Sibling Rivalry With Mystery Writer Sara Jayne Townsend

Posted by Katie L. Carroll on September 19, 2014 in Books, Family, Guest, MuseItUp, Writing |

Fellow MuseItUp author Sara Jayne Townsend has not one but two books in her amateur sleuth series coming out this fall. DEATH SCENE releases on September 22 and DEAD COOL comes out on November 25. Lets give a big welcome to her as she discusses a topic I know all about: sibling rivalry!

Death Scene 200x300SIBLING RIVALRY

By Sara Jayne Townsend

I am the eldest of three siblings – all female.  Middle Sister is two and a half years younger than me; Youngest Sister is eleven years younger.  I confess I wasn’t particularly close to either of them when we were growing up.  In high school I was a nerd, with terrible dress sense (and old photos carry evidence of this).  Middle Sister found me rather embarrassing and preferred to pretend she didn’t know me.  When I was fifteen, Youngest Sister was four.  I was sometimes obliged to do babysitting duty, and I found this something of a burden.  However, now we are all adults, the age gap seems smaller and the differences in personality less important.

There can’t be too many siblings who don’t squabble at some stage while growing up, even if they end up being the best of friends.  It seems to be part of family life.  And sibling rivalry became important when I created my amateur sleuth, Shara Summers.  However, I decided that the teenage resentment she had of her sister Astrid gets carried over into adulthood.  The character needed to have family issues.  Sibling rivalry was an issue I could relate to, and it made sense for her to still be dealing with this.

Dead Cool 200x300Shara’s back story is that she grew up with her younger sister, a Canadian father and an English mother.  They start off in England, they move to Canada, and then when Shara is a teenager her parents divorce.  Her mother moves back to England, her father stays in Canada.  The daughters are given a choice as to which parent to stay with.  Shara elects to stay in Canada, as she’s about to start university there.  Astrid moves back to England with her mother.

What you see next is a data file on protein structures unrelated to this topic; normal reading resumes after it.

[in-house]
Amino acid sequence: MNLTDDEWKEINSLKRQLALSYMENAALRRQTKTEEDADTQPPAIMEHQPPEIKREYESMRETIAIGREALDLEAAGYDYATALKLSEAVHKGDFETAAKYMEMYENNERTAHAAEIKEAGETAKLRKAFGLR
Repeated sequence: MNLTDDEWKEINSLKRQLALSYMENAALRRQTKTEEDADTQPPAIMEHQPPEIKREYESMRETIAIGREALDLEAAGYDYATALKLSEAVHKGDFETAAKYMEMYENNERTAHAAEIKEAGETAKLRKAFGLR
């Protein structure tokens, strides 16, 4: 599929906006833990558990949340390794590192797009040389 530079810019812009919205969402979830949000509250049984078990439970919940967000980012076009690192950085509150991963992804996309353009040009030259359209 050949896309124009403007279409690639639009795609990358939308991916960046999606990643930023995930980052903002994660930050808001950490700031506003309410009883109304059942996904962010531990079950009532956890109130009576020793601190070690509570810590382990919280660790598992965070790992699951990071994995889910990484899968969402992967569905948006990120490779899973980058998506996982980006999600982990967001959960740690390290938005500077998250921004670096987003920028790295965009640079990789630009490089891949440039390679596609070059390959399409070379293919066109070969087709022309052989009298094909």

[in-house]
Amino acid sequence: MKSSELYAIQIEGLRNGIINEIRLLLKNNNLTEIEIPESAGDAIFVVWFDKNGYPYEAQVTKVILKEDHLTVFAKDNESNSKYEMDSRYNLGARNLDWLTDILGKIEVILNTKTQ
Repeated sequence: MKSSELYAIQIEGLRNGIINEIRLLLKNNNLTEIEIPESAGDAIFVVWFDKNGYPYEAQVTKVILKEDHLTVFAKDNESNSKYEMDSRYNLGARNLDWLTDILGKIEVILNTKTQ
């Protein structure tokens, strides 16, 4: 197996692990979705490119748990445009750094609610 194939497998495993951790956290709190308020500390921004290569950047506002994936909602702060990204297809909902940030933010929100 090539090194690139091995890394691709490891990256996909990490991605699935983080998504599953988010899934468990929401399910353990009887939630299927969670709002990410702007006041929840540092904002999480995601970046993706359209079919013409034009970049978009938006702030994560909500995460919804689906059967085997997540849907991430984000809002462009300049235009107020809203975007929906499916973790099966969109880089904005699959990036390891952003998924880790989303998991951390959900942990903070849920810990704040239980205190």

Geographical distance between family members is also familiar to me, but with Shara I wanted to take that a step further.  An important theme in DEATH SCENE is that no matter how far you run, you can’t escape loving your family.  Shara is holding on to old resentment of her sister, which she is obliged to deal with during the course of the novel. Flawed characters are, of course, more interesting than characters who never make mistakes, but if you want your readers to like your characters enough to stick with them through a series, they need to learn from their mistakes and change throughout the series.

I did not base Shara’s sister Astrid on either of my own sisters.  But I was able to use my relationship with them as a reference point.  I am a wiser person now than I was then, and this has improved my relationship with my siblings.  But I like to think my dress sense has improved over the years, and that may well be a factor, too.

Sara Townsend (39) smallAbout the Author:

Sara-Jayne Townsend is a UK-based writer of crime and horror.  She was born in Cheshire in 1969, but spent most of the 1980s living in Canada after her family emigrated there.  She now lives in Surrey with two cats and her guitarist husband Chris.  She co-founded the T Party Writers’ Group in 1994, and remains Chair Person.

The first two books in her amateur sleuth series about Canadian actress Shara Summers will be released by MuseItUp Publishing in 2014.  DEATH SCENE, the first book (and a re-release) will be available from 22 September, with the sequel, DEAD COOL, released on 25 November.  Both are available for pre-order from the MuseitUp online book store: http://museituppublishing.com/bookstore/index.php/our-authors/70-our-authors/authors-t/420-sara-jayne-townsend

You can learn more about Sara and her writing at her website at http://sarajaynetownsend.weebly.com or her blog at http://sayssara.wordpress.com.


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